Information Systems and e-Business Management

, Volume 7, Issue 4, pp 429–446 | Cite as

A service accountability framework for QoS service management and engineering

Open Access
Original Article

Abstract

Service science, management and engineering (SSME) research is to study the methodology and technology for service innovation, design, development and delivery. Since service industry is very quality-sensitive and trust-dependent, we propose a service accountability management framework to detect, diagnose, defuse and disclose the root cause for any problematic service process. The accountability support is important for SSME since service processes often rely on external service providers to deliver part of the service functionalities. A service system must have effective yet efficient mechanisms to ensure that every external service is delivering a consistent and acceptable level of performance to meet the end-to-end quality of service (QoS) of the whole service process. In this paper, we present the accountability framework, identify the components in an accountable service architecture, and design an accountability diagnosis methodology. We also briefly present the inteLLigent Accountability Management Architecture (LLAMA) project which implements the accountability service bus (ASB), an agent-based middleware to support the monitoring, diagnosis, and reconfiguration of e-services. LLAMA ASB interacts with accountability agents to monitor services and the Accountability Authority to automatically diagnose faulty situations. The LLAMA technology is useful to ensure the QoS in SSME-based systems.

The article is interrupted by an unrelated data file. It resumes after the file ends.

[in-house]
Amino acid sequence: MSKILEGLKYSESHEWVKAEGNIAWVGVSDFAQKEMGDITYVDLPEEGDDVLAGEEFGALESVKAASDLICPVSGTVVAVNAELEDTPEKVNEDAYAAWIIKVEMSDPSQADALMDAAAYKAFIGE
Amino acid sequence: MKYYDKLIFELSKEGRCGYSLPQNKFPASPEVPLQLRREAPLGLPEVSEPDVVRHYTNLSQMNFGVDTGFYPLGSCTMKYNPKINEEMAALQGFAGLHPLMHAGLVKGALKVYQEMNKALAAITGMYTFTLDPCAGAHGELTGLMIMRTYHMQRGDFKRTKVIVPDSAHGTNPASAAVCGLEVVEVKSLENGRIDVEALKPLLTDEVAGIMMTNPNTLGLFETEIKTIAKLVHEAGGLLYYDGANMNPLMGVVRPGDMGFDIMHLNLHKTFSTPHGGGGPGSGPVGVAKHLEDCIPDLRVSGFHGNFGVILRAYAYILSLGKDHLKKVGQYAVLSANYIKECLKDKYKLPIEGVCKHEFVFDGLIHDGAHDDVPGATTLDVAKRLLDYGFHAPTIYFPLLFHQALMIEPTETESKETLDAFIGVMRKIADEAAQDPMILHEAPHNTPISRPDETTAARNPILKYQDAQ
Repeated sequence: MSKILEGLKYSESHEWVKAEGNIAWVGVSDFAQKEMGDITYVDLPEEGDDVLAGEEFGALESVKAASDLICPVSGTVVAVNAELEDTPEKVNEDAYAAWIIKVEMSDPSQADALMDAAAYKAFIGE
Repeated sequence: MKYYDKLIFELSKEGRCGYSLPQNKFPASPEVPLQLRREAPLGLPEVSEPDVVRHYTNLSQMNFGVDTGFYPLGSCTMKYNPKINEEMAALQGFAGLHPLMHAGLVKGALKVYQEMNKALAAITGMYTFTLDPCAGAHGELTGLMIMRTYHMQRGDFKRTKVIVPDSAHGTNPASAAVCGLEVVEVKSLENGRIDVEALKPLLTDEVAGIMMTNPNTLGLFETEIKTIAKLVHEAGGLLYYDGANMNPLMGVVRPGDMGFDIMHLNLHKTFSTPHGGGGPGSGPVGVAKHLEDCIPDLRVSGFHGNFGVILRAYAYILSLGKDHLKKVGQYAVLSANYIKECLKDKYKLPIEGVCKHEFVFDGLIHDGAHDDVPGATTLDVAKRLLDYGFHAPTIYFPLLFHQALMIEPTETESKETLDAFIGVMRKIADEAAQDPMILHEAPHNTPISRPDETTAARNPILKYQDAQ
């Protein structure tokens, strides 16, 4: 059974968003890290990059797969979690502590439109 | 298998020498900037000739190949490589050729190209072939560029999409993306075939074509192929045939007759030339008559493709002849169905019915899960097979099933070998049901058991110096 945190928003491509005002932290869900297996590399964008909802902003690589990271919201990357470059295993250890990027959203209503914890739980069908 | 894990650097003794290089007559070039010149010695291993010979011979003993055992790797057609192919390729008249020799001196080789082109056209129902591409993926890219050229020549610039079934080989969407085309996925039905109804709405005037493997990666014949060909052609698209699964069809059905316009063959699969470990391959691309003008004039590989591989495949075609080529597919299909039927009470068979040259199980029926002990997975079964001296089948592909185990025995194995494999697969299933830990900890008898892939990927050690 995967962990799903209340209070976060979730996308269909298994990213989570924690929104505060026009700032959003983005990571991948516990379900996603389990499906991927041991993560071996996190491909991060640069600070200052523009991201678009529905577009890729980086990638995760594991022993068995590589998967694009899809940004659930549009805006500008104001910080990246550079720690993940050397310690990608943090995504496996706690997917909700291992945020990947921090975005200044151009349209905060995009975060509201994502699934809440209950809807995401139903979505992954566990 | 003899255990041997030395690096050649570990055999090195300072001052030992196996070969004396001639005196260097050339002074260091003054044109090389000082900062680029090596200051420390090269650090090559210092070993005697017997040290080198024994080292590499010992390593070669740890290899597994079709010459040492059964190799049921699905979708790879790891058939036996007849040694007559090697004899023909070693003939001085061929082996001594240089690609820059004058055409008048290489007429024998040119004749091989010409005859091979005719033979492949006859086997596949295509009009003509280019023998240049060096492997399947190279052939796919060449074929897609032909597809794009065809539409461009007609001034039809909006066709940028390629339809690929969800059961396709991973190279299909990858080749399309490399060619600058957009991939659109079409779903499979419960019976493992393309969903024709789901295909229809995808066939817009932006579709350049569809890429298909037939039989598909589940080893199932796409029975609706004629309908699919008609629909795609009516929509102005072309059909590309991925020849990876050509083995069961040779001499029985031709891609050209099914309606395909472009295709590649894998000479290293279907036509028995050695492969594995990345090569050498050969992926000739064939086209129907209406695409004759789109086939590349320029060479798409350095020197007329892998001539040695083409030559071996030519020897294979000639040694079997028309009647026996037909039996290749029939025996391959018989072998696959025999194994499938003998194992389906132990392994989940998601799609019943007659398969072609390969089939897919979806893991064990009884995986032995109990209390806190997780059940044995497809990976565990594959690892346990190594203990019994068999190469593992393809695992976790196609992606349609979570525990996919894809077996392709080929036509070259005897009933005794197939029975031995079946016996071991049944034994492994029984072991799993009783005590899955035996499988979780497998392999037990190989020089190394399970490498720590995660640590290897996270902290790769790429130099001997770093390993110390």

Keywords

Service-oriented architecture Accountability Quality of service Diagnosis LLAMA service bus 

1 Introduction

The area of service science, management and engineering (SSME) is a multi-disciplinary research and education endeavor to study the methodology and technology for service innovation, design and delivery in order to make service industry more effective and scalable. In recent years, business globalization, server automation, and componentization of service functions have induced a tremendous growth on Web-based services. Advances on the Internet technology and the popularity of Web-dependent life style have created new service business opportunities. A service business may be used to deliver knowledge, utility, experience, information, or other intellectual content to its clients. The capabilities to (1) innovate knowledge-intensive services, (2) create business values from domain expertise, and (3) design and develop new B2C and B2B business models, allow many enterpreneurs to set up innovative and successful service businesses at an unprecedent rate.

To maintain and to grow a successful service business, however, takes more than just innovative ideas. Service industry is qualitatively different from product-oriented business. They are much more dynamic and demanding than traditional product-oriented business. Moreover, they are very quality- and trust-sensitive. Therefore, the question of how a service business can guarantee manageability and visibility throughout their service delivery process is very important and challenging in SSME.

The goal of our SSME research is to develop the IT technology for quality-sensitive services. In our research, we design new service management models. We also develop an IT system framework with a powerful middleware support for service composition and execution. By building a service infrastructure using current and emerging IT technologies (including wireless Internet, software agents, pervasive devices, etc.), we want to provide the scientific and technical support that helps companies become successful service-oriented businesses.

1.1 SOA for SSME